Valis, one of the last books PKD ever wrote, offers an intensely personal (and weird!) look into the complexities of Dick’s mind. His is a mind intent on discovering the true nature of religion and it’s manifestations in the real world. Valis is a theology that attempts to find common ground among the world’s religions by suggesting the existence of a higher power that sends it’s message to Earth through the gods and leaders of the world’s religions. This is just the beginning as Dick offers all sorts of explanations for what we perceive as our surroundings and the universe from information as living plasmate that penetrates every person to an ongoing battle between the forces of good (Valis) and an evil empire that has existed since the beginning of time. If you think this sounds crazy, then you’re right. It is!
Based on personal experiences that happened to Dick in March of 1974, Valis is much more than a science fiction story. It is a complex view of the universe that appears to come from the mind of a deranged mental patient, obsessed with helping victims who can’t help themselves and is intent on killing himself. The twisted part of Valis is that it makes more and more sense as the book goes on, drawing the reader into this insane way of thinking. While there are delusional hallucinations throughout Valis, much of Dick’s world view is derived from ancient wisdom and religious beliefs. He draws many references from pre-Christian mysticism and Greek Gnosticism. Just as is Radio Free Albemuth, the reader often wonders which parts of Valis are Dick’s real-life experiences. Valis is written in Dick’s first person voice as he narrates about Horselover Fat, his alter-ego. His schizophrenia plays a major role in this novel, representing Dick’s lack of faith as he searches for God. Further dissolving the distinction between truth and fiction, Dick discusses his own novels and his writing career as the events unfold.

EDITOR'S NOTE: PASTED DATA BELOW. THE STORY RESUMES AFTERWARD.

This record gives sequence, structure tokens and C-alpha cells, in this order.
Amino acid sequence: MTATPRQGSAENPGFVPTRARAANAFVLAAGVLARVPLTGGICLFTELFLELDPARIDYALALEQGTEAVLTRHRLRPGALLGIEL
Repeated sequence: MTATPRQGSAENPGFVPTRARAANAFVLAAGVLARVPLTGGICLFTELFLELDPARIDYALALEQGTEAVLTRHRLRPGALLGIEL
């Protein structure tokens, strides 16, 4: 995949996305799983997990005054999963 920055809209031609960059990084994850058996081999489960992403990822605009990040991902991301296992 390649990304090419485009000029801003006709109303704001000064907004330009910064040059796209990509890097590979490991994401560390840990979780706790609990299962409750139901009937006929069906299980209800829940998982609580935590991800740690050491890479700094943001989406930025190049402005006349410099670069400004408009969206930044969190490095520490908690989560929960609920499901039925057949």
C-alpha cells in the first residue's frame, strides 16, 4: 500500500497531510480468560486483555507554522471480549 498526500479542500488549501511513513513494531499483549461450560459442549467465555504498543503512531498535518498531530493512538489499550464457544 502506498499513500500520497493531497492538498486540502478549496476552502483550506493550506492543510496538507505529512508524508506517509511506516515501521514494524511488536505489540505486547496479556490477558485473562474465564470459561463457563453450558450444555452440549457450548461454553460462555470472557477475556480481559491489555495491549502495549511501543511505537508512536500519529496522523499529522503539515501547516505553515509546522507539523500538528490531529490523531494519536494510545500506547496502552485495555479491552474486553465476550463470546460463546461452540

Divine intervention, extraterrestrial communication and conspiracy theories all serve to lay the foundation for the insane world that is Valis. Journey inside the schizophrenic mind of PKD and Horselover Fat as they attempt to find answers to the questions of human existence, the benevolence of god and the future of the universe. In the end Dick asks the ultimate question, “Truth or fiction?”.
Warning: Reading the review below may give away the story if you haven’t read it.